THE FACTS of Cal Ripken's final days as a player surprise us only because they command our attention in a moment of consuming grief and anxiety.
Looking ahead to next year already, we wonder what can replace the man's name in an Orioles box score. Even when the team fared poorly, the Ripken watch sustained us. "How'd Cal do?" we'd ask ourselves over the morning paper. Even in these trying days, when he has been 0-for-October, that ritual glance over the coffee started the day.
We know another star will rise, but the absence of "Ripken" in the lineup can't be replaced.
The man's presence in our lives -- his very voice -- won't end, of course. Maybe he'll manage. And surely he'll still be there, informing us that a certain hometown hot dog spins on the grill just waiting for us to "come on in and get 'em."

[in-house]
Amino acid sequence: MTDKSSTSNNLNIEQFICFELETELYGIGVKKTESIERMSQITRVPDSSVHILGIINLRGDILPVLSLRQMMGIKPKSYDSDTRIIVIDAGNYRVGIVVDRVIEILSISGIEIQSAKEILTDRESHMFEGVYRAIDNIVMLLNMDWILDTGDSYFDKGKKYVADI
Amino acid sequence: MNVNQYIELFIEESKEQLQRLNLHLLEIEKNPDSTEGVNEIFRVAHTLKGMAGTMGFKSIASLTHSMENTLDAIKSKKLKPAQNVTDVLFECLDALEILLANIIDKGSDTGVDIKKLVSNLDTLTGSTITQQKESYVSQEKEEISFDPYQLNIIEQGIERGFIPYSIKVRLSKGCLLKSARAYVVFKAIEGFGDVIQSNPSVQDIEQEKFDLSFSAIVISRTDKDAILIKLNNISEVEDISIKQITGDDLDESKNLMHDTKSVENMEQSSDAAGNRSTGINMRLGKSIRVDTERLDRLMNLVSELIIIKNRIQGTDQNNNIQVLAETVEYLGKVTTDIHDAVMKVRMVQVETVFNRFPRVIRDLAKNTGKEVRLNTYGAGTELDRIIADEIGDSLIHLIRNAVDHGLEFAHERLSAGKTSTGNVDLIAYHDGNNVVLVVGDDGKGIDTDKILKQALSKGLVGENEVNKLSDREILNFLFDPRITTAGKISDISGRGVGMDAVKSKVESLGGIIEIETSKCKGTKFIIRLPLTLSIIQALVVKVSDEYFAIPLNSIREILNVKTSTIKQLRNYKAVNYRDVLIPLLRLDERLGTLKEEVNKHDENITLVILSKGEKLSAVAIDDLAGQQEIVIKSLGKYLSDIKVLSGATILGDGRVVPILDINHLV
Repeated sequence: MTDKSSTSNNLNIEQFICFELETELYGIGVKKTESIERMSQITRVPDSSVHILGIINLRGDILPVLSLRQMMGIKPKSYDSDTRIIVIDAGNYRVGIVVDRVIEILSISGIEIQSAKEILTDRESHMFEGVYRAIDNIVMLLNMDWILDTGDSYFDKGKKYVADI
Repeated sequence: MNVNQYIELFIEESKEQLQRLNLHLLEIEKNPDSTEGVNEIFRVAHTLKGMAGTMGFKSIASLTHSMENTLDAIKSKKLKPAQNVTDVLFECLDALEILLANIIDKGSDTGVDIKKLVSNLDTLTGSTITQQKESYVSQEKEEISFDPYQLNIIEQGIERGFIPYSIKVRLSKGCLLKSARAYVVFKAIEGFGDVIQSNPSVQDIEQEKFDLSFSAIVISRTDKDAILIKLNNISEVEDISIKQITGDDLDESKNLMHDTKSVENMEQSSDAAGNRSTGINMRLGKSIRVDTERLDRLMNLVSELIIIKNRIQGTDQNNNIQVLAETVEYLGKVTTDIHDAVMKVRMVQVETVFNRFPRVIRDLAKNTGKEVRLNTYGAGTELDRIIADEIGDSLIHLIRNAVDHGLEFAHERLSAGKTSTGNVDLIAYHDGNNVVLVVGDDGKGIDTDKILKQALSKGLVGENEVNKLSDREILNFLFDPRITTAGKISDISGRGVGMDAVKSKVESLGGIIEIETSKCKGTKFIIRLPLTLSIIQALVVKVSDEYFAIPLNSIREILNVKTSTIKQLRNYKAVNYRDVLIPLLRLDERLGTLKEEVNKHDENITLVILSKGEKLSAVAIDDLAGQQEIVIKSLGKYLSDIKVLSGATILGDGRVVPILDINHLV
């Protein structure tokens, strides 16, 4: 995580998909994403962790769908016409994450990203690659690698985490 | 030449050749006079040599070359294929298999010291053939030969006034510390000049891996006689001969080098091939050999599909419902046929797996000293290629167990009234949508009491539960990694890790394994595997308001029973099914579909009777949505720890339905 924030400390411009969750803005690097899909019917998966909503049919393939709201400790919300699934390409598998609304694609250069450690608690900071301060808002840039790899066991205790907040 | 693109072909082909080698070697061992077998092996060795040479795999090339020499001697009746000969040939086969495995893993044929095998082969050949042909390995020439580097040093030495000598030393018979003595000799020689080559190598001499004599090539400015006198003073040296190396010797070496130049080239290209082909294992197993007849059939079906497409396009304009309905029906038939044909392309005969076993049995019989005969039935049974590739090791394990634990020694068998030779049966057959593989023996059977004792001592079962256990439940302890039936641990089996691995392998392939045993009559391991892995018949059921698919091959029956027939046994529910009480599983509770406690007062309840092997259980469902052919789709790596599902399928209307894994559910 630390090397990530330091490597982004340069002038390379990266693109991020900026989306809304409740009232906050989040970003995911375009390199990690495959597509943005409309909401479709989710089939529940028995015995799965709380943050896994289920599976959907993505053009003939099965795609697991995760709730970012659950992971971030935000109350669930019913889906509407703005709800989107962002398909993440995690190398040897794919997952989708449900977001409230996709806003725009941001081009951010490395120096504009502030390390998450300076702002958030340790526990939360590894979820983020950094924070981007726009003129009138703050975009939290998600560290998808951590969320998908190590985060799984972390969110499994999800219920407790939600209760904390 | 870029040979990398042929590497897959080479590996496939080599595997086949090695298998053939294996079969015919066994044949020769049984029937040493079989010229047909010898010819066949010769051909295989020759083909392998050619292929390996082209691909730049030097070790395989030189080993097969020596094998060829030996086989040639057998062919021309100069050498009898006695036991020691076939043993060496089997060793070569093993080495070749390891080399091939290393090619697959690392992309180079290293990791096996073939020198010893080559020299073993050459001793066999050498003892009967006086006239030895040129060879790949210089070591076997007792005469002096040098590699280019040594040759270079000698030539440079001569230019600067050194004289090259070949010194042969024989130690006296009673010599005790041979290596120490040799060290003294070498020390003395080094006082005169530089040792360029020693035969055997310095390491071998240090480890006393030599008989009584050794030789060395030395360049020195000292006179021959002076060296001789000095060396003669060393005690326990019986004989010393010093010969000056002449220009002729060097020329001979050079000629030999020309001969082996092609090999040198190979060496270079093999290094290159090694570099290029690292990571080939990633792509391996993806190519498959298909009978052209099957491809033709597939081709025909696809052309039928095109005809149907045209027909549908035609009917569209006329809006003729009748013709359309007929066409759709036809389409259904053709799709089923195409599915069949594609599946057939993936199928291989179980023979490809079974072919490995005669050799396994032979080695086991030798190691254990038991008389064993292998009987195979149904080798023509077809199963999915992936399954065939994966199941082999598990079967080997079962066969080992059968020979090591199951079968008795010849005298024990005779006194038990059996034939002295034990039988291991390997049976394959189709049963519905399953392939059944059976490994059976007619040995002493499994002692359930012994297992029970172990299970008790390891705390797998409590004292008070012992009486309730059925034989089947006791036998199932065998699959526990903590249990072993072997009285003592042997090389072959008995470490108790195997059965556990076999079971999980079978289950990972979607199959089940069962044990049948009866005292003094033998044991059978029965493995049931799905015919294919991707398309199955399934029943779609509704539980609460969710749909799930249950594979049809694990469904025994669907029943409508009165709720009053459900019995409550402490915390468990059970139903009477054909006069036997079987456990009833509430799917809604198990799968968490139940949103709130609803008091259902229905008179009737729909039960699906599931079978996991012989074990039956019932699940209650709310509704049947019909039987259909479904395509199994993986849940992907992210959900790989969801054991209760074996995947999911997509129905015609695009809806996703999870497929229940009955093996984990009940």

What seems a more compelling memory will be the picture of him tearing up on the night he broke Lou Gehrig's consecutive games streak. Even more amazing than the streak for those in the word business were the lines he spoke that night.
Even before we realized it, he'd made a speech that would compete with Gehrig's "luckiest man" speech in Yankee Stadium.
We took the line about what baseball demands of the player -- your very best, he said -- and turned it easily into a reminder of daily tasks we all face. We're all challenged to do our very best -- and if we're lucky Baltimoreans, we had the image of someone doing that for 21 years.
Now, we can see the Iron Man image morphing into an Iron Memory. One can write it. Accepting it will take time.